Cybercrime , Fraud Management & Cybercrime , Fraud Risk Management

Hackers Tried to Exploit Zero-Day Flaw in Sophos Firewall

Attackers Attempted to Plant Trojan, Ransomware By Exploiting Vulnerability
Hackers Tried to Exploit Zero-Day Flaw in Sophos Firewall

Hackers tried two methods of exploiting a zero-day vulnerability in Sophos' XG firewall, but Sophos says it made a temporary fix that mitigated the risks.

See Also: Privileged Access Threat Report 2019

Attackers originally attempted to plant a Trojan in networks by exploiting the zero-day vulnerability, but then switched to ransomware, according to Sophos.

In a Thursday update, Sophos noted that XG firewalls that received a hotfix were able to block the attacks, including the ransomware, which the company identified as Ragnarok. This crypto-locking malware was first noticed in January, when security firm FireEye published a report on it, noting that its operators were trying to take advantage of flaws in Citrix's ADC and Gateway servers at the time.

"Ragnarok is a less common threat than other ransomware, and it appears that this threat actor's modus operandi - and the tooling they employ to deliver this ransomware - is quite different from those of many other threat actors," Sophos says.

Original Attack

Sophos detected the first wave of these attacks between April 22 and 26, when the hackers were attempting to take advantage of a zero-day SQL injection vulnerability in the XG firewall products.

That vulnerability, tracked as CVE-2020-12271, allowed the attackers to target the firewall's built-in PostgreSQL database server. This bug would then allow the hackers to inject a single line of Linux code into databases that would enable them to plant malware within vulnerable networks, according to Sophos.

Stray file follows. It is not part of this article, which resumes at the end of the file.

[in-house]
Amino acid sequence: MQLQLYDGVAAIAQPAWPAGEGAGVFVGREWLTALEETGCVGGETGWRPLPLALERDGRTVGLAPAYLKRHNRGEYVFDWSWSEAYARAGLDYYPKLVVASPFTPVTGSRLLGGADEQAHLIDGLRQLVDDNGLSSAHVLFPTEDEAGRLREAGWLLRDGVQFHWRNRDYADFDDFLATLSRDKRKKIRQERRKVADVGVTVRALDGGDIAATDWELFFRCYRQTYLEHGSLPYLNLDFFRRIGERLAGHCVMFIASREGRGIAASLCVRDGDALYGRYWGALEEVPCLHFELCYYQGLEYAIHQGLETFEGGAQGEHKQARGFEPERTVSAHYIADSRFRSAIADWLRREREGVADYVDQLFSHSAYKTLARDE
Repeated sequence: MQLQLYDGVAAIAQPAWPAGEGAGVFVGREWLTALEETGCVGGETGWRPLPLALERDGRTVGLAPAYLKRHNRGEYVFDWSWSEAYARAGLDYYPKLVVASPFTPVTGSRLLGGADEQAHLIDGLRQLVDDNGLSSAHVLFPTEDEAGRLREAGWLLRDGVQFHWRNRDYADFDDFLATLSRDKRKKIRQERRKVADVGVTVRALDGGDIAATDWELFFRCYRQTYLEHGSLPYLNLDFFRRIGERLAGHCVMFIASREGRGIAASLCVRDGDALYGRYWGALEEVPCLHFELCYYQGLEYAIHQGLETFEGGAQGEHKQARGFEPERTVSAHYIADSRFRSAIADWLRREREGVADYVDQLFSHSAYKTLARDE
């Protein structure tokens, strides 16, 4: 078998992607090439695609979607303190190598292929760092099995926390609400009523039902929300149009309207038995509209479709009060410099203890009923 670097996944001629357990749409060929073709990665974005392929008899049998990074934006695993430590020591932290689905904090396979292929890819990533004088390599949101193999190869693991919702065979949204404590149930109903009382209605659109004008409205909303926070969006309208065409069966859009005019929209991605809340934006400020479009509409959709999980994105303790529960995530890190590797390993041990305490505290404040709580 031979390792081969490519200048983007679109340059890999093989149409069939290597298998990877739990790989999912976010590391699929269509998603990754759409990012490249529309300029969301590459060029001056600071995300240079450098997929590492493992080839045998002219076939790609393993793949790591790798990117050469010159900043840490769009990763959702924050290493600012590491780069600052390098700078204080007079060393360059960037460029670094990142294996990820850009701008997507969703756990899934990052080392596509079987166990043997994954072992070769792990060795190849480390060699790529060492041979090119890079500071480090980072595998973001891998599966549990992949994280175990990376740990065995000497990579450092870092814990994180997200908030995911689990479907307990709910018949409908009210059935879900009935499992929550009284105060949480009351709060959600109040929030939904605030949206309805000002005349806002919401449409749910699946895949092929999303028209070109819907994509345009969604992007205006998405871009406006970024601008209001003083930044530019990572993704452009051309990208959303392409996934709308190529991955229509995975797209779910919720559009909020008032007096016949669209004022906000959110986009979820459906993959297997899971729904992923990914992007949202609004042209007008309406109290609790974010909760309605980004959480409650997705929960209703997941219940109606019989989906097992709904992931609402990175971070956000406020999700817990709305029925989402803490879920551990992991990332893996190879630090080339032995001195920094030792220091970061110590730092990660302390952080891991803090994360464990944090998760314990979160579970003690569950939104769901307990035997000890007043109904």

The attackers attempted to plant a Trojan called Asnarök, which enables threat actors to steal user names and hashed password, Sophos says.

When Sophos analysts began to notice the attacks unfolding in April, the company rushed out a temporary fix to its customers to block the hackers from taking advantage of the vulnerability. The company also recommended that its customers reboot their firewalls and change administrative settings and passwords.

Second Attack

After Sophos published an alert to customers about the April security incident, the hackers then attempted to switch tactics, according to Thursday's update.

During the initial attacks in April, the hackers left behind what Sophos calls a "backup channel" and other malicious files that would allow the attackers to re-enter a network if they had been detected and blocked.

"This would have happened if a firewall that hadn't been remediated by the Sophos hotfixes had been rebooted or power-cycled," Sophos says. "If the file did get deleted, the new use of the backup channel was intended to initiate a ransomware attack at an indeterminate time in the future."

When Sophos blocked the first firewall attack with a hotfix, the hackers attempted to leverage the EternalBlue vulnerability in older versions of Microsoft Windows and the DoublePulsar backdoor malware to re-enter networks and plant the Ragnarok ransomware, according to the update, Sophos says.

The hotfix prevented the hackers from executing this newer attack because it disabled the malicious files, according to Sophos. Organizations with XG firewalls with the auto-update feature turned off, however, may have been infected. In these cases, the patch would have to be applied manually.

Sophos warned that attackers are targeting network edge devices, such as firewalls, to pivot to endpoint devices that contain more valuable data.

"This incident highlights the necessity of keeping machines inside the firewall perimeter up to date, and serves as a reminder that any [internet of things] device could be abused as a foothold to reach Windows machines," Sophos notes.


About the Author

Akshaya Asokan

Akshaya Asokan

Senior Correspondent

Asokan is senior correspondent for Information Security Media Group's global news desk. She has previously worked with IDG and other publications where she reported on developments in technology, minority-rights and education.




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